-OpEd-

BUENOS AIRES — The United Kingdom's intransigence over diplomatic negotiations regarding the Falkland Islands (Malvinas), South Georgia and the South Sandwich Islands and surrounding maritime areas, is blocking the United Nations' repeated efforts to conclude this dispute over sovereignty.

The UN's Special Committee on Decolonization (C-24), which includes 29 states, has passed a resolution (proposed by all Latin American Committee members), which alongside more than 40 similar UN decisions, urges Argentina and Britain to conclude a decolonization process pending since 1833. The Special Committee has helped resolve 80 cases involving ex-colonies and 11 dependencies, and has 17 colonial questions left on its agenda.

This year, for the pandemic, the president of the C-24 replaced its meeting with a written resolution, with no objections or requests for a physical meeting — not even the United Kingdom, an observer at the Committee, or members from the British Commonwealth, voiced objection. There were no negative reactions or alternative texts to the one adopted unanimously. Yet in spite of the apparent consensus, London keeps ignoring the UN's mandate, as happens with other decolonization dossiers like the Chagos Islands or Gibraltar.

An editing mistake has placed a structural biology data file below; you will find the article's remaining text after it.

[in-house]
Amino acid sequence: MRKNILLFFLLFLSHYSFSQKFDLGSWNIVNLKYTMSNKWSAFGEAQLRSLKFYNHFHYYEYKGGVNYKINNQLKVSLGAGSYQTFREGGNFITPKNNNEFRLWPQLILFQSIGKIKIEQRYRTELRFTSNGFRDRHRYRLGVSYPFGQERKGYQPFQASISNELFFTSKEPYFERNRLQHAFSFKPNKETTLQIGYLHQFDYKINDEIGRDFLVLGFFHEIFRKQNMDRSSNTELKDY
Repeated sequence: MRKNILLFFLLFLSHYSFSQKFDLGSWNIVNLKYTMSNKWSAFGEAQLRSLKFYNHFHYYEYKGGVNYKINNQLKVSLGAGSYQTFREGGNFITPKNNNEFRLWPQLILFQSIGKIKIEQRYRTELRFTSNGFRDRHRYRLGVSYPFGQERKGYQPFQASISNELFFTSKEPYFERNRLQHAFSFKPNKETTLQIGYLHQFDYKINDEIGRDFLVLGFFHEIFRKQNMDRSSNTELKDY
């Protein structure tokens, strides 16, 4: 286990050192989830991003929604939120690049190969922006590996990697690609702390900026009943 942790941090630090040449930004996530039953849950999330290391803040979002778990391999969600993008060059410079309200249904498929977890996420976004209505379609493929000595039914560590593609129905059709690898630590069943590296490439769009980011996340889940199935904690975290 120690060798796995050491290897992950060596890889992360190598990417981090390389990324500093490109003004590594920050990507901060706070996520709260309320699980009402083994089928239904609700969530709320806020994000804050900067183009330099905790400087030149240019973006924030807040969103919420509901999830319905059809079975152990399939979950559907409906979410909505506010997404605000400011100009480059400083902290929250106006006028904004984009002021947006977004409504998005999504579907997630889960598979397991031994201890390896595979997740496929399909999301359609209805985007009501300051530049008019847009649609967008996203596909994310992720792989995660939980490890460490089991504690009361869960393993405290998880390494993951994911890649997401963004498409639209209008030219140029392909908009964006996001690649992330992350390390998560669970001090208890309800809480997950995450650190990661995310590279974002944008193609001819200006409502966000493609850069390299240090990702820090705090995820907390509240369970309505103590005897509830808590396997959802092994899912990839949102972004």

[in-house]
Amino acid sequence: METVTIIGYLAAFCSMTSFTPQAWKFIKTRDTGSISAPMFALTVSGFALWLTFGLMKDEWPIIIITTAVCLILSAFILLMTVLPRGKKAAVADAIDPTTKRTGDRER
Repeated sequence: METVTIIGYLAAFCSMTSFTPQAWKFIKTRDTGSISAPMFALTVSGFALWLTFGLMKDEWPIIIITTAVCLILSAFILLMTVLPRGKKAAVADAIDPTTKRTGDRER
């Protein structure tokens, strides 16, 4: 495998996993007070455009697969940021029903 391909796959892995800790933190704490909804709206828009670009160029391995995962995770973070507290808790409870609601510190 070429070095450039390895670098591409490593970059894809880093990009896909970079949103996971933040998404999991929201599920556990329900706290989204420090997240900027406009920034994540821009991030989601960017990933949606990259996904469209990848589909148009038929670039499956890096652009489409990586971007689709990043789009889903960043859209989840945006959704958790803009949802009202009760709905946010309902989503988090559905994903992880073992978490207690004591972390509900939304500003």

Britain's attitude exposes the limitations of multilateral diplomacy.

The United Kingdom's inaction shows disdain for the UN, which is disconcerting given its permanent membership on the Security Council. It conveys an attitude of abuse of power, and subjects UN resolutions to the dictates of politics and force. It is the type of conduct that hurts the principle of equality among nations and jeopardizes peace and international security.

More broadly, Britain's attitude exposes the limitations of multilateral diplomacy, and reveals the C-24's resolution of political support to be insufficient.

One should consider the question from a wider, strategic and geopolitical perspective, and measures being approved by the Argentine Congress are a good step in that direction. The country must also boost its presence across the continental platform and maritime areas of the South Atlantic, in particular with regards fishing and oceanographic research into the Atlantic ecosystem.

Argentina should come to see scientific knowledge as a pillar and instrument of power, and especially amplify its effective capacity to administer the 1.7 million square kilometers now added to the existing Exclusive Economic Zone. Sovereignty in knowledge must become another standard of our diplomacy to recover the Falklands and affirm our presence.


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